What VW did next was perhaps even more shocking. The world was used to upscale market brands of popular marques; after all, what were Lexus, Infinity, Acura…heck, you could even lump Audi into that group. But Piëch gambled that you’d pass over all those brands and…BMW…and Mercedes-Benz…to plunk down over $100,000 on a W12 Phaeton. Few did. Specifically, only 482 did, and it seems like more than half of those are black. Here’s one that’s not, for a change. And, it’s no reserve!
Tuner cars – especially those from the 1980s – seem to have lived a hard life. Like Rutger Hauer’s Roy Batty, they were stars that burned ever-so-bright in the limelight of the Reagan era. Tyrell said to Batty, “You were made as well as we could make you”. “But not to last”, quipped Batty – a seemingly appropriate exchange when considering these cars. Few have survived unscathed, but with a renewed appreciation for period-correct pieces from the 80s cars like today’s example have a second lease on life.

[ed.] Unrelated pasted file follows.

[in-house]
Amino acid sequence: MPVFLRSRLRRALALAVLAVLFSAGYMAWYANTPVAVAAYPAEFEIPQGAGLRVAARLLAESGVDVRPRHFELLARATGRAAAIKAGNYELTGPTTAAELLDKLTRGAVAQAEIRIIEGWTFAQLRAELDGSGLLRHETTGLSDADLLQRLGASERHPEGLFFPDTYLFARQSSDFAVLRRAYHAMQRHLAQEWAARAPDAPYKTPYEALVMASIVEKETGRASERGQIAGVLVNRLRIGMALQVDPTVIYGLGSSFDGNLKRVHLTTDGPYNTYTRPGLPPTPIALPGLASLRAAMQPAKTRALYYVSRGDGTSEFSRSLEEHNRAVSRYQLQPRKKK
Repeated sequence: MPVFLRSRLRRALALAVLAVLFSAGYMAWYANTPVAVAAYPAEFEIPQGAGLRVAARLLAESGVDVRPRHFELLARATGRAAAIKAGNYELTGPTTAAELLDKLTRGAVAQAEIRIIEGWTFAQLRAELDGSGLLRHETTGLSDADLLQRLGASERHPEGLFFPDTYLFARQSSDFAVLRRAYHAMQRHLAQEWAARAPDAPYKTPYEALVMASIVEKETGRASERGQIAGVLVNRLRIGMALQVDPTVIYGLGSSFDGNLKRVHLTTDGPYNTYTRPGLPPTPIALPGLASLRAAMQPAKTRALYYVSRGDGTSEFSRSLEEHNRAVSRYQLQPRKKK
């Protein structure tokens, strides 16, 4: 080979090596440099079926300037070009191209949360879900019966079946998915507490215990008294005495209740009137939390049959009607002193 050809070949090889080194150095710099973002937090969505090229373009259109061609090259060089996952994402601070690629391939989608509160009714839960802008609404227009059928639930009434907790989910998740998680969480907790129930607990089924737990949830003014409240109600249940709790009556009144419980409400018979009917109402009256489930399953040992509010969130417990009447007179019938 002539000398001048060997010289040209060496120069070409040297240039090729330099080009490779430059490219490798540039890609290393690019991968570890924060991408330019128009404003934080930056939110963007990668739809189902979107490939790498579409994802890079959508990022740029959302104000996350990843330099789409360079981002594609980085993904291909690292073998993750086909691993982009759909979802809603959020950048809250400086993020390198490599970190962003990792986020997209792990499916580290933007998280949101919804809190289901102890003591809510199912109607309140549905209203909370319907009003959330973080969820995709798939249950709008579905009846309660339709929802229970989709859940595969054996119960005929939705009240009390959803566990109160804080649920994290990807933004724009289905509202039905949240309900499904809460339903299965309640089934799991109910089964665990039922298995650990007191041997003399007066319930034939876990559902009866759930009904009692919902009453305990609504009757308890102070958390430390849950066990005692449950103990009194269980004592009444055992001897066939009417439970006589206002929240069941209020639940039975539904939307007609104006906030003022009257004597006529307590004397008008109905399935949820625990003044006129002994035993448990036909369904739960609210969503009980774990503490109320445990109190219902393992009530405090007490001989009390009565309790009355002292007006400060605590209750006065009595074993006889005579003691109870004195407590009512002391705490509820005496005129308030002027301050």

So what do we have? Well, it’s the penultimate year of the first generation Scirocco. Along the way this genius of Giugiaro received a heart transplant to a 2.0, and then a AutoTech supercharger for good measure. But that’s just the headline grabbers of a lot of neat additions to this faded front-driver:
One of the reasons that I felt the B4 Passat I just looked at wasn’t a great deal was that there are just a lot of other great models you can get for less. Case in point, today’s 2004 B5.5 1.8T 4Motion Variant 5-speed. Sure, you loose the great growl of the VR6 – but what you gain far outstrips that auditory shortcoming.
Produced only for the 2004-2005 model year, Volkswagen linked the 4Motion all-wheel drive borrowed from Audi to the AWM 1.8T. Rated at 170 horsepower, it was down a few ponies on the 30V V6 GLX 4Motion that preceded it. But while the GLX focused on luxury and was only offered with the Tiptronic transmission (unless you stepped up to the W8), you could opt for the 5-speed manual with the 1.8T. It was something few people did; a scant 2,333 manuals were sold in North America, with just 657 of those being wagons. 516 made it to the United States, and this is one of 16 Stonehenge Gray over Anthracite leatherette 2004s originally sold: